Novel Idea: The Girl on the Train

When you can't trust your narrators, who can you trust?

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Novel Idea: The Girl on the Train

Hailey Ardell, Columnist

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In a mystery novel, the reader usually has to trust the word of the narrator as gospel. For example, if a narrator states that the purple jacket belongs to a certain character, they generally are not questioned about the validity of such a statement, even if the jacket actually belongs to someone else, or is really blue, or doesn’t even exist at all. This blind faith in the honesty or the accuracy of the person telling the story becomes somewhat dangerous when dealing with an unreliable narrator. Or in the case of The Girl on the Train, three unreliable narrators.

Paula Hawkins opens her novel from the perspective of Rachel, a seemingly ordinary woman on her morning train commute with a much more complicated life than meets the eye. She’s been divorced two years from a husband who cheated on her and has since married his mistress. Rachel drinks heavily to get over her emotional pain and as a result, cannot always be counted on to relay events accurately to the reader.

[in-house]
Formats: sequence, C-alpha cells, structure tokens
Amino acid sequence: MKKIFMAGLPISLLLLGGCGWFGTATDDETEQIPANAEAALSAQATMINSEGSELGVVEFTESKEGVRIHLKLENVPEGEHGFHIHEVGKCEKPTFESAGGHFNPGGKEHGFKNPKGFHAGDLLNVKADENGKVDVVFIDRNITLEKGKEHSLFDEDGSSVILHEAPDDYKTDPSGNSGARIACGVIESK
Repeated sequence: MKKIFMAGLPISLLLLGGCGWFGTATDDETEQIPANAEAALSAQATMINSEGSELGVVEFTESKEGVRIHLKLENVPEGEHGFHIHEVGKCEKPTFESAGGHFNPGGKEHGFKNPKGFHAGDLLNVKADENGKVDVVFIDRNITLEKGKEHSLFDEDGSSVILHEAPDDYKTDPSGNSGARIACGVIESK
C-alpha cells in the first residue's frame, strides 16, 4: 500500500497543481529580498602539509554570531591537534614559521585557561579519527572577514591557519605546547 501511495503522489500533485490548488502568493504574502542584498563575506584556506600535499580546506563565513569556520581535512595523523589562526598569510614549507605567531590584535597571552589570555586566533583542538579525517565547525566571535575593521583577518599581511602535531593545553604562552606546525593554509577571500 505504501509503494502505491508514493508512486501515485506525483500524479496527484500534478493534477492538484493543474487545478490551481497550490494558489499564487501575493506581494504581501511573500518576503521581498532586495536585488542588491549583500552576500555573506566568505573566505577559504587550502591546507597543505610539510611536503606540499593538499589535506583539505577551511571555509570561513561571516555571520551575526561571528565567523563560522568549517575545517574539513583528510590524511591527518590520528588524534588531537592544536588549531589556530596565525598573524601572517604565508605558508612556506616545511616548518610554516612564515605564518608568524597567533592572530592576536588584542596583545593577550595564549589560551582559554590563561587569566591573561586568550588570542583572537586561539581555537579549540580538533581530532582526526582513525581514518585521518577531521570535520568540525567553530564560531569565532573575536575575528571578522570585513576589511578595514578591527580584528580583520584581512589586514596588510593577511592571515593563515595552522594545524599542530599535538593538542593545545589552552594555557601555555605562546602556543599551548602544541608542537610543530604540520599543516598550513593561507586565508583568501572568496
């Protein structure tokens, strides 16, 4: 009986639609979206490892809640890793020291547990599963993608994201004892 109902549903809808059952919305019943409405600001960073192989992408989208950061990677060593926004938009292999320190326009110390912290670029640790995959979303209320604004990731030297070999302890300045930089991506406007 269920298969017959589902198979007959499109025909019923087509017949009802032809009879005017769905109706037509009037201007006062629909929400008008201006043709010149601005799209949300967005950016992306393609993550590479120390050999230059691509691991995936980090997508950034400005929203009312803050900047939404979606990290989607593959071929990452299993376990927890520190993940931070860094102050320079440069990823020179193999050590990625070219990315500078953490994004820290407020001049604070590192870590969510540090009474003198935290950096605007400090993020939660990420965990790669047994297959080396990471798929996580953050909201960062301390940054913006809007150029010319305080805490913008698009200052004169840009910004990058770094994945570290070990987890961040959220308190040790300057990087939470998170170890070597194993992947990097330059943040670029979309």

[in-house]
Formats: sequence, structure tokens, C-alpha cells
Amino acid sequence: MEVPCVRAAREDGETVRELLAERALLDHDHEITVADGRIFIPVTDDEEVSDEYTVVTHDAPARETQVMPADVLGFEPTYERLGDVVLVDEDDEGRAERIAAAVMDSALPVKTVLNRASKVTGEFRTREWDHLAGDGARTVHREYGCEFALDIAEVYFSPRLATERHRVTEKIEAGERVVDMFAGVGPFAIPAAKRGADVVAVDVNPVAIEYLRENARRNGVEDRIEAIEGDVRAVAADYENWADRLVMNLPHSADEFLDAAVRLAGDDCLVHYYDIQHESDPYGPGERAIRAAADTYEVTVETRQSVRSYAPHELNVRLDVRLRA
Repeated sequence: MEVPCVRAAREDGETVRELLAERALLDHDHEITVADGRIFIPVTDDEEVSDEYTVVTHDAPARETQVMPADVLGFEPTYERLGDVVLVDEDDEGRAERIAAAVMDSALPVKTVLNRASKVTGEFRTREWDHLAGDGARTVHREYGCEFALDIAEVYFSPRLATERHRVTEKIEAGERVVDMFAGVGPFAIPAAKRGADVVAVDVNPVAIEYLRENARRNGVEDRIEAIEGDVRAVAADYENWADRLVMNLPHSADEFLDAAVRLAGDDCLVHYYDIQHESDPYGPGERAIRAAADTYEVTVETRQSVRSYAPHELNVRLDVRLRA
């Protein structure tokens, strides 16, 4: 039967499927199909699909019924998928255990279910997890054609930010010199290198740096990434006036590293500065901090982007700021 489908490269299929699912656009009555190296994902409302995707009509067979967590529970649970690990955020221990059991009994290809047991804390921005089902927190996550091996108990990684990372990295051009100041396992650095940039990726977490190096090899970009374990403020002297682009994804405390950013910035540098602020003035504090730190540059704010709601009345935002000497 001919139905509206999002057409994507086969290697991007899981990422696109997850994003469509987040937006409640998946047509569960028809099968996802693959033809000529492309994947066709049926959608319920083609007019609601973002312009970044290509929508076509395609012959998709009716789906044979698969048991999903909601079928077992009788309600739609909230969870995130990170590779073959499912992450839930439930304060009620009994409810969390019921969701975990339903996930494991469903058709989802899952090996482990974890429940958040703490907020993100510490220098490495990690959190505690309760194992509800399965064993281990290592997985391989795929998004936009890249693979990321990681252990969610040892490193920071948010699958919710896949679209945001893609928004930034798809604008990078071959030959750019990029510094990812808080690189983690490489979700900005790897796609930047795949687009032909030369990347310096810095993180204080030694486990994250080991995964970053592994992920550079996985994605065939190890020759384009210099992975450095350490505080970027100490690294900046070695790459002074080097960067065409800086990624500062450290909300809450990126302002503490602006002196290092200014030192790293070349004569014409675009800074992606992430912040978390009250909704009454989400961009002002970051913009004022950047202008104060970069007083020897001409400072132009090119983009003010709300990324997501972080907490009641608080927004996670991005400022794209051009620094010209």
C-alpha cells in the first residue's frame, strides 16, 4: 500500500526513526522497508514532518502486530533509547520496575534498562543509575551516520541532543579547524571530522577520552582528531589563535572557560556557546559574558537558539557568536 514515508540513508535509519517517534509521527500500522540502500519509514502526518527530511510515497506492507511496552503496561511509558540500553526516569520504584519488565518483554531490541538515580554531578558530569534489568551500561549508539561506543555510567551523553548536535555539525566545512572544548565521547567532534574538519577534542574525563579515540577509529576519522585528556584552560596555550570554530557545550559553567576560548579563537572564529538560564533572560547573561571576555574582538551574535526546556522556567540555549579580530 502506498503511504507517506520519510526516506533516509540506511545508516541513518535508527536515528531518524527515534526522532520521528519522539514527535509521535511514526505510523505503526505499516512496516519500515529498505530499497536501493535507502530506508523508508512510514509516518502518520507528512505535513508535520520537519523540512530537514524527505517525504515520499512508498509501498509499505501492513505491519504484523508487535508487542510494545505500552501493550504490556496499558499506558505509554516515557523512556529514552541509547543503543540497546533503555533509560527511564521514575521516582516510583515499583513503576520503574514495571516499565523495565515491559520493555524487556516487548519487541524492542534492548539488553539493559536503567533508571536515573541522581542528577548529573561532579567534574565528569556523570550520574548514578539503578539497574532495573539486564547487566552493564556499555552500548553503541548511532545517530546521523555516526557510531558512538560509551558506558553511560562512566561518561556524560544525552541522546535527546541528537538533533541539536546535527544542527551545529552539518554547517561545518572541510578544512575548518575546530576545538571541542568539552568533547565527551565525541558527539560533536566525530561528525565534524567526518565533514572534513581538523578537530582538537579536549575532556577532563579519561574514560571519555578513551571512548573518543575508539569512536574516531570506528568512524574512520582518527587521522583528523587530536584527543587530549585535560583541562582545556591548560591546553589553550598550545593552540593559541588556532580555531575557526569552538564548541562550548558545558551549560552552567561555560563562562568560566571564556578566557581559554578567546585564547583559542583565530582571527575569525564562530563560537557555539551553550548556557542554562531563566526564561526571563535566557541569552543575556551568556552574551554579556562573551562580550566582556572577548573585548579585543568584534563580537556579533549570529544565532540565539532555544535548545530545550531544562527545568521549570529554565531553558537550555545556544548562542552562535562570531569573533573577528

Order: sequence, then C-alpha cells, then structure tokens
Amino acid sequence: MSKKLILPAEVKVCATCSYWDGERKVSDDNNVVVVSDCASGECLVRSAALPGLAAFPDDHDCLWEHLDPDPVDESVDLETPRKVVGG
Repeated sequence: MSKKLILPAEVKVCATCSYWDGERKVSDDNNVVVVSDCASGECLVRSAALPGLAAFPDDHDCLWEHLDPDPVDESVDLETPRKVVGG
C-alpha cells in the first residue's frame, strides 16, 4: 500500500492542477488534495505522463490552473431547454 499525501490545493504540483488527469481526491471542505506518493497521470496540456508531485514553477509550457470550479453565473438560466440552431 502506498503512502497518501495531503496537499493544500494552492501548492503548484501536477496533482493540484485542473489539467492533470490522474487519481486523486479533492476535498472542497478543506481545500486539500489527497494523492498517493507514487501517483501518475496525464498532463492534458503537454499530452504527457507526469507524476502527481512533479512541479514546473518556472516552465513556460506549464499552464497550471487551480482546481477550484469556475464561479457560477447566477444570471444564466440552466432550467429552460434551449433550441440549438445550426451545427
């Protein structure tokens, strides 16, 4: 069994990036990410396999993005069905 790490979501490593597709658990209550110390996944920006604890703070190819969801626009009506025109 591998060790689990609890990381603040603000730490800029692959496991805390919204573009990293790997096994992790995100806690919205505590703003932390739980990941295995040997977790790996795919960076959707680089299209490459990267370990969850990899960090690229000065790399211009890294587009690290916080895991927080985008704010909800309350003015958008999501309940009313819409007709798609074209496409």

On the train to and from the city, Rachel often sees a couple in their home near the train tracks and romanticizes her imaginings of their daily lives. To her, the couple represents the domestic happiness that she had failed to achieve in her own marriage. However, as the point of view later shifts to the wife in this seemingly idyllic relationship, readers are granted insider access to the couple’s lives and are able to see through the cracks in the their facades.

As the novel progresses, the narrative is told from three perspectives in total, with Rachel’s ex-husband’s new wife joining the fray with her own ideas and misconceptions. From the experiences and recollections of each of these narrators, readers are brought along right in the thick of a murder investigation where everyone’s a potential suspect. Each of these women have complex lives and force the reader to look beyond first appearances as none of these narrators are quite what meets the eye.

Paula Hawkins displays true mastery of developing her novel that is equal parts mystery and thriller. And as the winner of Goodreads.com’s Best Mystery & Thriller of 2015 award, a user-voted honor, it is clear to see that many readers have been drawn into the drama and action of the narrative as well. The usage of unreliable narration keeps the reader on their toes as they must determine what is true or false as more details gradually come to light. This alone would make the novel a fascinating read, but in combination with the murder mystery plot in which nearly everyone seems to have a motive and no one knows all the facts for sure, this story really shines. It’s a book that you won’t want to put down once you’ve started and will leave you wanting more when it’s finished. I would recommend The Girl on the Train to anyone that enjoys mysteries and thrillers presented in a complex yet ultimately realistic light.

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